1934 Nash Advanced 8
Model 1280 4-Door 5-Passenger Sedan
This Nash sports a straight-8, overhead-valve, nine-main-bearing engine. Its 8 cylinders fire on 16 spark plugs.
For safety, directional signals have been added. This is one of the rarest Nash’s in the world.
History of the 1934 Nash Design
The 1934 Nash design is seen as example of the art deco school at its zenith. The body was designed by Count Alexis de Sakhnoffski, the Russian-born son of Prince Vladimir “Sakhnovsky,” who by the early 1920s, had become known in Europe as a designer of ultra-modern, streamlined sports cars. This reputation put his skills in high demand, and in 1929de Sakhnoffski moved to America and began working for several Hayes Auto Body customers, including Auburn, Cord, and American Austin. The L-29 Cord body he designed for himself won the Grand Prize at the 1929 Monaco Concours d’Elegance and the Grand Prix d’Honneur at the 1929 Beaulieu Concours.
Soon after this move to America, de Sakhnoffski exploded. To keep up with the demands for his design talent, he maintained offices in Atlanta, Chicago, Grand Rapids, Milwaukee, New Canaan (Conn.), New York City, and Philadelphia. His design work expanded outside of the realm automobiles, to related fields such as trailers for Fleetwheels, boats for Feather-Craft, and Chrysler’s exhibit at 1933 World’s Fair. His work brough him even farther afield from automobiles when he took on design projects as diverse as interiors for the Earl Carroll Theatre, radios for Emerson, refrigerators for Kelvinator, bicycles for Murray, movie sets for the famous Hal Roach, and advertisements for Revlon. This tenacious desire to design and create extended through de Sakhnoffski’s entire lifetime. Over the course of his long and varied career he was awarded 38 US patents and had his illustrations appeared in Conquete de l’Air, Esquire, L’Equipement Automobile, Motor Trend, Psyche, and Skyways.
While de Sakhnoffski career as a design was ramping up, so was demand for Nash automobiles. Production swelled to 138,137 units by 1928. And as Nash grew, its partners in the coach building business did too. By 1928, Seamans, a Milwaukee company partly owned by Nash, employed 6,000 workers producing 800 car bodies a day.
However, after the stock market crash of 1929 demand for automobiles began to decline. The global economy continued to slow until 1933, a year that saw over 100 auto worker strikes in the United States. Among those strikes was a walk-out of 200 Nash assembly line workers in Kenosha, Wisconsin. In response, Charles W. Nash locked out all 3,000 unionized workers at the Kenosha and Racine plants. After several walkouts and management’s refusal to comply with union conditions, brokering a peace required eight weeks of mediation. Nash was forced to give his workers a raise of 17 percent, representing one of the first major union victories of the 1930s. But this victory for the union was loss for Nash as a whole. 1933 was the first year Nash ever lost money.
So in 1934 Nash and Seamans, its body maker, were desperate to sell cars and looking for a new design. The same year, Alexis de Sakhnoffski, was hired as the new technical editor at Esquire, where he served until the 1960s. This broad, public platform made de Sakhnoffski one of the most widely known designers in the world. This next level of notoriety is what led to Nash to seek out de Sakhnoffski to create a truly stunnning design.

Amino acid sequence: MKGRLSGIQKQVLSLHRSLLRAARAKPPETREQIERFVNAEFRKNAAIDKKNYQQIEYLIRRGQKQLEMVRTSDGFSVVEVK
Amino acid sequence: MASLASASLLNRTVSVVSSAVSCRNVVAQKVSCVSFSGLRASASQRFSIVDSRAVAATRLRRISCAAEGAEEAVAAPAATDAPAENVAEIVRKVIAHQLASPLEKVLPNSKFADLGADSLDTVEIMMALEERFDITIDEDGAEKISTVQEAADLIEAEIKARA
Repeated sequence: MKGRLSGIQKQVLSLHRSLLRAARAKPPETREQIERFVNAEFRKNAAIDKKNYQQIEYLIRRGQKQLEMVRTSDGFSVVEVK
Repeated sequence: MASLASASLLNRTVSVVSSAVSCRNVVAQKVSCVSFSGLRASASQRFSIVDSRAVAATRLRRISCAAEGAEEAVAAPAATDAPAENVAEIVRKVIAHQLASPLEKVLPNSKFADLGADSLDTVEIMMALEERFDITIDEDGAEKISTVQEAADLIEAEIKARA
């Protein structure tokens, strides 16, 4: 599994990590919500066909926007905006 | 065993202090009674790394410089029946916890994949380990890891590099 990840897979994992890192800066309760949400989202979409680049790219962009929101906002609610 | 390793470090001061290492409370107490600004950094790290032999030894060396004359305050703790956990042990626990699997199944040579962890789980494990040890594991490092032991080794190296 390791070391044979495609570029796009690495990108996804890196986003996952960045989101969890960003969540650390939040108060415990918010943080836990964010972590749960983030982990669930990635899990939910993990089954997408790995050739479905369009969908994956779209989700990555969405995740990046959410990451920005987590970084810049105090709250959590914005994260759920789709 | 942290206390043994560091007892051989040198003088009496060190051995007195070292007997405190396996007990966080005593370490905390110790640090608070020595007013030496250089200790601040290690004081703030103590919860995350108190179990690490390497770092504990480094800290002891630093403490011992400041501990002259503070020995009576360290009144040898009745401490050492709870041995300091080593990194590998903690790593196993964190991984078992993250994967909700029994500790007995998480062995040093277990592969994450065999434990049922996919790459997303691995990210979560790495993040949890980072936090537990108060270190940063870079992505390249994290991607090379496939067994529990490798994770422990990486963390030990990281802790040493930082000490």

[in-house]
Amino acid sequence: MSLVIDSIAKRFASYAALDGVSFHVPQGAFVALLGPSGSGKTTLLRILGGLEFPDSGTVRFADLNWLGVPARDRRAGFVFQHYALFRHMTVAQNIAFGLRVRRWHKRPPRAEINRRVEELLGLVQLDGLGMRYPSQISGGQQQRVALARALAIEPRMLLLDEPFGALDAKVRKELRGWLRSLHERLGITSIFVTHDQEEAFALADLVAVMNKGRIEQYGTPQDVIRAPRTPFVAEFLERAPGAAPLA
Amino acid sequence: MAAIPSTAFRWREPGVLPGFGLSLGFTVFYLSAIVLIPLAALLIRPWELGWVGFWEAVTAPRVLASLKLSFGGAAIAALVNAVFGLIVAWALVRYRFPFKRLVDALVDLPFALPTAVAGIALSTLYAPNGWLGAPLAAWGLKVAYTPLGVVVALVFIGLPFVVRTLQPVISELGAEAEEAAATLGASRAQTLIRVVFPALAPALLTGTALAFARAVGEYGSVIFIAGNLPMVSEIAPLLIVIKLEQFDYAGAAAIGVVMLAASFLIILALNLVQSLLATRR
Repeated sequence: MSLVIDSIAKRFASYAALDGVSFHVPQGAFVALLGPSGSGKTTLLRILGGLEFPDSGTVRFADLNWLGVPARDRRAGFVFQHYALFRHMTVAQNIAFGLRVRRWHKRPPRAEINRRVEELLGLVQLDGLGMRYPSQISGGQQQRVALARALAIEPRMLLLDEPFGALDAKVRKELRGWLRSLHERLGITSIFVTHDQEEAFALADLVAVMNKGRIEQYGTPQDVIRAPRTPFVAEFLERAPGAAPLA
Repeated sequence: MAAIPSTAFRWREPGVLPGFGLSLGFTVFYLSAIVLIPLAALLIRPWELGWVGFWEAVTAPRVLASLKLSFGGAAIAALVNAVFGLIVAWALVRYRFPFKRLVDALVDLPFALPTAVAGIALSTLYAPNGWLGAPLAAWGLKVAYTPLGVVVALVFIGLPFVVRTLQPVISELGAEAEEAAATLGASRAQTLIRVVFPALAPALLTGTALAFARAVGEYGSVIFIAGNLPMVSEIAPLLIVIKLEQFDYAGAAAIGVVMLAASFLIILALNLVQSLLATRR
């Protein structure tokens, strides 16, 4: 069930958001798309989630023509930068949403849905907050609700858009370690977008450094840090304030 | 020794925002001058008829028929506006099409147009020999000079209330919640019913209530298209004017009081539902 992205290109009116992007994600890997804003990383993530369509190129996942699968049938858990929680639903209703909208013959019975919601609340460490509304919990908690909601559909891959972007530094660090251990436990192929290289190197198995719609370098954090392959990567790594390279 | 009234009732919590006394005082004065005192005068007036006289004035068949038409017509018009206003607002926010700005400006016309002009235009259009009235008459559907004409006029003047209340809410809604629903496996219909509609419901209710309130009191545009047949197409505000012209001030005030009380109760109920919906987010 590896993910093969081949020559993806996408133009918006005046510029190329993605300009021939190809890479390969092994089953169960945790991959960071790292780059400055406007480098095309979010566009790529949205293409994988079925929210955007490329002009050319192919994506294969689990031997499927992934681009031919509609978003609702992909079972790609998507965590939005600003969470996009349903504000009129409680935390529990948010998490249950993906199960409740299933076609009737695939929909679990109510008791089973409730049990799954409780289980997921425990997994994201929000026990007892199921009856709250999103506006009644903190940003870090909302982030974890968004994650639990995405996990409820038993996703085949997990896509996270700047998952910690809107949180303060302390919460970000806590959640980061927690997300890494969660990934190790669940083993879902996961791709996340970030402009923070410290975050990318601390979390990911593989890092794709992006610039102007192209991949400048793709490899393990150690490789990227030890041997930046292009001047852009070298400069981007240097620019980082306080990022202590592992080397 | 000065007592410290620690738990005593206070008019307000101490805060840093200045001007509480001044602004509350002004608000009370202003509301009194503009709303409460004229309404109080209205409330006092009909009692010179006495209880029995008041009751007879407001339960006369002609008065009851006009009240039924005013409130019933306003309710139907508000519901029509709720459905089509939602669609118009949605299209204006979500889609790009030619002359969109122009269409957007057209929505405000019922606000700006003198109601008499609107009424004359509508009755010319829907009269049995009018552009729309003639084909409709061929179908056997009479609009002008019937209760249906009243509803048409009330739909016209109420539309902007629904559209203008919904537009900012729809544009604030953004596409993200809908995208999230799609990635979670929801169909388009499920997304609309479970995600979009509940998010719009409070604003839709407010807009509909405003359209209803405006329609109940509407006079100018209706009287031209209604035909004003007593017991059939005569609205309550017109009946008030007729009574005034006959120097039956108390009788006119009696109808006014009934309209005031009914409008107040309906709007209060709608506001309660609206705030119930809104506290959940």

And so he did. His “Speedstream” body design would transform the look of Nash completely, introducing bullet-shaped headlights, horizontal hood ribs, streamlined accents, rear wheel spats, and built-in luggage trunks with a full beaver-tail rear end. It was hailed as one of the most art deco designs every applied to an automobile. The design didn’t compromise, it didn’t waiver, it didn’t shy away from being absolutely and positively a piece of art.
Yet this incredibly design, would last only one year. The de Sakhnoffski Speedstream design didn’t stop the losses at Nash. Instead, the company suffered $1.6 million in additional losses. This was undoubtedly the result of the overall economic conditions at the time, but Nash’s executives blamed the design. And so the de Sakhnoffski Nash was terminated before it ever had a chance to succeed.
In 1935 Nash debuted a new design, dubbed the “Aeroform,” which abandoned art deco in favor of a all-steel, one-piece body. This trading of styling for efficiency might have stemmed Nash’s losses, their annual deficit dropped to $610,000, but it came at the cost of producing an incredibly inferior car and ended their relationship with de Sakhnoffski, who may have otherwise gone on to create even more spectacular designs at Nash.
That’s what makes the 1934 Nash so exceptional. It required an incredible confluence of historical circumstances: the depression, the economic nadir of 1933, the walkouts, strikes, and lock-outs, and the unlikely rise of a Russian-born aristocrat to the height of international design world. Nash’s desperation and de Sakhnoffski’s inspiration came together for a brief moment to create something the world would never see again. That’s how Nash’s 1934 model year came to be one of the narrowest windows for a design style amongst the larger producers of classic automobiles.
That’s what makes this car so special, the design was limited to a single year. Owning a 1934 is like owning a moment in time. A time when truly tremendous design came to the forefront of American manufacturing.